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May 16, 2017

The World of Henry Orient


George Roy Hill - 1964
KL Studio Classics Region 1 DVD

As a student at Yale, George Roy Hill studied music under Paul Hindemith. This may explain why the scene of Henry Orient performing in concert may be a bit longer than it might have been with another director. Only someone with knowledge of music would be able to create a comic scene that gently pokes fun at "avant-garde" music, with a piano solo stretched out due to the ill-rehearsed star not concluding his solo in the correct notes. The performed composition itself takes Elmer Bernstein's lyrical theme heard during the opening credits, and reworks it as a discordant composition.

Hill's film is likewise about harmony and discord. It's not so much Henry Orient's world, but that of two young teenage girls, known by the nicknames of Gil and Val. Gil, the middle class student at an exclusive New York City private school, and Val, the daughter of absentee parents, are two outsiders who discover each other by chance. Their first "adventure" together finds them accidentally discovering Henry Orient in one of his series of failed trysts with a married woman in a hidden section of Central Park. The identity of the man seen at the park, and later at an Italian restaurant, is revealed when Val and Gil are taken to the described concert. Val is infatuated, joined by Gil in observing Orient from not so afar.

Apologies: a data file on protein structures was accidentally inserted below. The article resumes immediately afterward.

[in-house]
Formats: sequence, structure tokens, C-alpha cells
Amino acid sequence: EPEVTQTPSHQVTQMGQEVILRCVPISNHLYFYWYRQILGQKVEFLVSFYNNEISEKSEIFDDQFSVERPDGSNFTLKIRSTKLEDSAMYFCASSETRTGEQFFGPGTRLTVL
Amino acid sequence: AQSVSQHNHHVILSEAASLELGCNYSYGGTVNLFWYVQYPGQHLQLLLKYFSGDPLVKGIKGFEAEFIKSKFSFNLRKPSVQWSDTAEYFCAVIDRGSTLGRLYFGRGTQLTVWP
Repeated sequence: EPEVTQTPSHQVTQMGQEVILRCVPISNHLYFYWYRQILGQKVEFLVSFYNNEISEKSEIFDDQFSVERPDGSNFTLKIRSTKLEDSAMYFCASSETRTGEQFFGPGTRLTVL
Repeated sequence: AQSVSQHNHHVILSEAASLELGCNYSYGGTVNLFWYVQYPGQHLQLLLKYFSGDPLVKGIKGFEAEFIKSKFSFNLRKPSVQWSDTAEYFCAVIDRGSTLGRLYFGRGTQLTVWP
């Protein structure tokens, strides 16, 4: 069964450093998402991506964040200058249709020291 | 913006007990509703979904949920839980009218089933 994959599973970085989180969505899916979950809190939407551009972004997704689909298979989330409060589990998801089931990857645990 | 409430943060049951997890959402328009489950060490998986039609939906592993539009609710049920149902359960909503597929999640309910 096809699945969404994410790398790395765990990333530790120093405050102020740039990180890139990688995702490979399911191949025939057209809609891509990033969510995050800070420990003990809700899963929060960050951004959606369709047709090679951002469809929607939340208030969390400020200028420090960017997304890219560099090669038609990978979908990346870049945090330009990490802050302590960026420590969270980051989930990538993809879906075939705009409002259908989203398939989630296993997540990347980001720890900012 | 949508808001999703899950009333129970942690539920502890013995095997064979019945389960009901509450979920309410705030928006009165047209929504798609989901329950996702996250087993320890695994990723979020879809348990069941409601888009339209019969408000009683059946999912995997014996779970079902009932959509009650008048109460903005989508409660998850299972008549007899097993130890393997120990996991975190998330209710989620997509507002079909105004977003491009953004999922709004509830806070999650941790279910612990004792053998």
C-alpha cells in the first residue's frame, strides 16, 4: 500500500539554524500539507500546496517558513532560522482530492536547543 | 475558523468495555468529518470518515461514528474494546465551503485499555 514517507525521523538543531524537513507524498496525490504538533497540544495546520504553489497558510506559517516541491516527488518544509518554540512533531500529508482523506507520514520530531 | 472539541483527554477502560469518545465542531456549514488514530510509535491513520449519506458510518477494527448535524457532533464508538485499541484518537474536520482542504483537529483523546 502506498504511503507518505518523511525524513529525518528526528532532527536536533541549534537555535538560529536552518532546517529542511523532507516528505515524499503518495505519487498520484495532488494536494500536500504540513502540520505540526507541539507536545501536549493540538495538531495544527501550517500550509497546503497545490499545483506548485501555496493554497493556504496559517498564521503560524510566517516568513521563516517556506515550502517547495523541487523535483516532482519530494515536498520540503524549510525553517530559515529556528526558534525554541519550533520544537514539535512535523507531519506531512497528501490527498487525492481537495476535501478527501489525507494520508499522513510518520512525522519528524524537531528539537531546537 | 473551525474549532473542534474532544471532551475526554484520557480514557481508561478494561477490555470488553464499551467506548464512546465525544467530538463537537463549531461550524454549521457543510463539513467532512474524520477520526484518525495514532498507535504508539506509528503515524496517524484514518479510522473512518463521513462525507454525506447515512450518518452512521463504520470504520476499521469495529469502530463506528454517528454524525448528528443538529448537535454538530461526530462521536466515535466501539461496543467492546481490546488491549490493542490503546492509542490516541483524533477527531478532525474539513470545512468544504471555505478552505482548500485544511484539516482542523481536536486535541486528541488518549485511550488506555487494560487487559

The film was adapted from Nora Johnson's first novel, inspired from the author's own youthful infatuation with Oscar Levant. From what I've been able to find out about the novel, published in 1958, is that it takes place during an unspecified time. Had the book been more strictly autobiographical, it might have taken place around 1947. This film, though, takes place in the then present day New York City, albeit cleaner, friendlier and safer. Even if the setting is an idealized New York City, the story is clear eyed about the fragility of relationships between friends, and parents and children.

Coming between Dr. Strangelove and A Shot in the Dark, Henry Orient is Peter Sellers in a low-keyed comic performance. Early on, it is revealed that Orient is Brooklyn born, disguising his roots with a vaguely European accent. There is no attempt to hide that Paula Prentiss, as object of Seller's attentions, was slightly taller, if not quite as manic. Two acclaimed cinematographers closely associated with New York City, Boris Kaufman and Arthur Ornitz, are credited. It may be worth noting that about thirty years earlier, Kaufman was the cinematographer for Jean Vigo's Zero de Conduit. A scene with Gil and Val leaping in slow motion in Washington Square park may well have been inspired by Vigo. The film does belong to the two young actresses, Merrie Spaeth and Tippy Walker, both making their debut here. Spaeth chose not to pursue acting after a couple of roles, while Walker had a short-lived career for about seven years. It's enough that two young women had the talent to briefly outshine the top billed stars.

Posted by Peter Nellhaus at May 16, 2017 09:28 AM